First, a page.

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Today I Wept

By January 20, 201710 Comments

I’ve become an observer.  A person who is witnessing what she once believed was unimaginable in her country of birth.  A person whose eyes and ears are open, but whose feet are frozen to the ground.  A person whose ears listen in disbelief to distortions and lies; whose eyes are repelled by the sights she sees of hatred and animosity.

Many female friends and acquaintances are in a flurry of activity.  They’re knitting warm pink hats with pussycat ears.  They’re gathering steam as they gather together.  I am a study of silence.  Their walks are not mine.  I will watch from afar, but I cannot respond to the call right now.

My voice no longer has anything that feels relevant to add to the surrounding cacophony.  Not a shred of activism or urge to activate rises to the surface of my being.  I sit and stare ahead of me, with little motivation to do more than that.  I need quiet.  It’s all I can do right now.

At last, I wept today for our loss of a leader who represents humankind’s better angels.  I wept for the loss of a leader who could always be counted on to remind us of who we really are and what we’re capable of.  I wept for the loss of decency, for the loss of compassion and for the loss of inspiration. I wept for people’s inability to recognise the gift we’d been given.  I wept for our need to walk through the woods without a guide to shine some light on the path ahead.  I wept for our planet, threatened from all sides and now without a vital spokesperson.

We all respond to life in our own ways, in our own time.  Today, it’s just moving through the loss and praying it doesn’t get much darker before some light returns.

Dianne Vapnek

In an attempt to slow life's quickening pace, I'm writing to share my personal perspective on the aging process, its dilemmas, the humorous self-deception, the insights and the adventure of it all. I spent the bulk of my time in beautiful Santa Barbara, CA, but manage to get to NYC a few times times a year. I've been a dancer/dance teacher and dance supporter almost all my life. For the past20years, I help create and produce a month-long creative residency in Santa Barbara for contemporary American choreographers and their dancers. It's been incredibly gratifying. This year, I decided it's time to retire! Big change. I also now spend several weeks a year in Kyoto Japan, residing for several weeks in the spring and the fall. I've been magnetically attracted to Japan for many years. Now I live out a dream to live there part-time.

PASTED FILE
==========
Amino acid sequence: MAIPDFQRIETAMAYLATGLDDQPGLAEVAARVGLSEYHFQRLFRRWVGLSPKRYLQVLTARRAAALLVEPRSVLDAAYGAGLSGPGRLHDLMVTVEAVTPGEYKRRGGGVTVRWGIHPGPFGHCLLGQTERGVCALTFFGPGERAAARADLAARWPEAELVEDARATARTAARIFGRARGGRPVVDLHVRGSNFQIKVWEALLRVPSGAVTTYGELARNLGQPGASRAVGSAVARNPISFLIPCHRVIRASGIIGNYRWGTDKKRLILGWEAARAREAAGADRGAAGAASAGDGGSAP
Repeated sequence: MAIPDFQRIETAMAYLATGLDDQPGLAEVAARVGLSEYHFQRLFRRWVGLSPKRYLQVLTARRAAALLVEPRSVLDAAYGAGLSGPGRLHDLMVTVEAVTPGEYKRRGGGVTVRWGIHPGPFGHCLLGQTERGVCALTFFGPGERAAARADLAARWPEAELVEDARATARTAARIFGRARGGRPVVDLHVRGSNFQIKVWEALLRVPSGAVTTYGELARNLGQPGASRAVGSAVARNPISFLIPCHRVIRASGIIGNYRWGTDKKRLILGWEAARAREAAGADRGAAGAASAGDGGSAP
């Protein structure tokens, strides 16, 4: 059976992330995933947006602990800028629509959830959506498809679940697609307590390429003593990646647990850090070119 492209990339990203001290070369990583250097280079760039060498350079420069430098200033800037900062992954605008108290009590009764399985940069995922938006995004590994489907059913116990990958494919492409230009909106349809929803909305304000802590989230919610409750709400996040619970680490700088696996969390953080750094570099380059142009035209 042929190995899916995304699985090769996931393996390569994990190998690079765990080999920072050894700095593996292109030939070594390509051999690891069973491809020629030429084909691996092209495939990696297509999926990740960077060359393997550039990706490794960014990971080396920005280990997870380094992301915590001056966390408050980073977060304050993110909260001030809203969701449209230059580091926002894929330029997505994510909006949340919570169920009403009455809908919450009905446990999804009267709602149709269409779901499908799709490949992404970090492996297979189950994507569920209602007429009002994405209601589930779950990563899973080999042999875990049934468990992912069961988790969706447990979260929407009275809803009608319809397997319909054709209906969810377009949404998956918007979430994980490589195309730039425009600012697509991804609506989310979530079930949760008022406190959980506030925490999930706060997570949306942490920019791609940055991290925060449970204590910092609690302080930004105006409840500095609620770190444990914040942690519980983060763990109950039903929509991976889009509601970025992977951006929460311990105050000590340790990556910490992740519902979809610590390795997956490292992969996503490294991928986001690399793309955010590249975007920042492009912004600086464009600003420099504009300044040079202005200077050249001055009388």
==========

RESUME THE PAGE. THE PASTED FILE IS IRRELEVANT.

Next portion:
• Life in what many are referring to as our new ‘post factual world’, will require both critical listening and thinking skills like never before. And if our actions are to be effective and long lasting, they must be authentic and genuine. They must reflect and uphold our values and passions. Life as a watchdog can be exhausting, but now accountability more than ever before has to be on the front line of existance. We all come to the conversation at various stages and there is always a seat available. I am afraid I will be standing up for the next four years. Thanks Dianne for sharing the importance of reflection…that is where it all starts. GH

  • mark dendy says:

    this is beautiful and equally needed activism. I have had to react in this way due to my foot being in a cast. i can’t march, not even in my home town. but i can meditate and pray. The occupy people had meditators always there at zuccotti park. The prevailing spiritual belief iisthat the physical political activism is only as important and able to affect change as the ground it grows from. in other words think of material protest being horizontal, spread out over space and time. but the anchor to this is a vertical length that drives deep into the earth and from our souls to anchor the movement. these are the people monks all over the world of all faiths who constantly pray and meditate. i think you may have graduated to high priestess!

  • lauriebyoga says:

    Yes…feeling so sad and afraid about our country, our future, what the next four years holds. I’m going to the march in SB because I want to do something to push back against the negativity, fear and vitriol. Thank you for your post Dianne. I loved it.

  • Carol Kosteerka says:

    Yes. So well said. I am walking the path with you

  • Steve Kappel says:

    I have wept for 8 years. A change is necessary and welcome. Have heard this from all walks of life, both white and black. And now Israel!

  • Judi Wallner says:

    So well said Dianne….it is indeed a dark day for our country and for the world. I listened to his speech as he spoke once again about his view of the broken America that he alone can fix. There were no words which represented a global view, co-operation or gratitude for anyone at all (except God). I have to stop now as I can’t continue to rile against this reality for four years. What to do instead?

  • Robin says:

    You will be carried along side all of us as we make our voices and mostly our values heard and take note of the power of sitting quietly when needed as it surely will be

  • testing321 says:

    Dear Dianne,

    Thanks for your thoughtful column. We all cope as we can. I hope you feel better soon.

    Love to you and Daniel (there’s always love),



  • Megan Murphy says:

    I’m w you.

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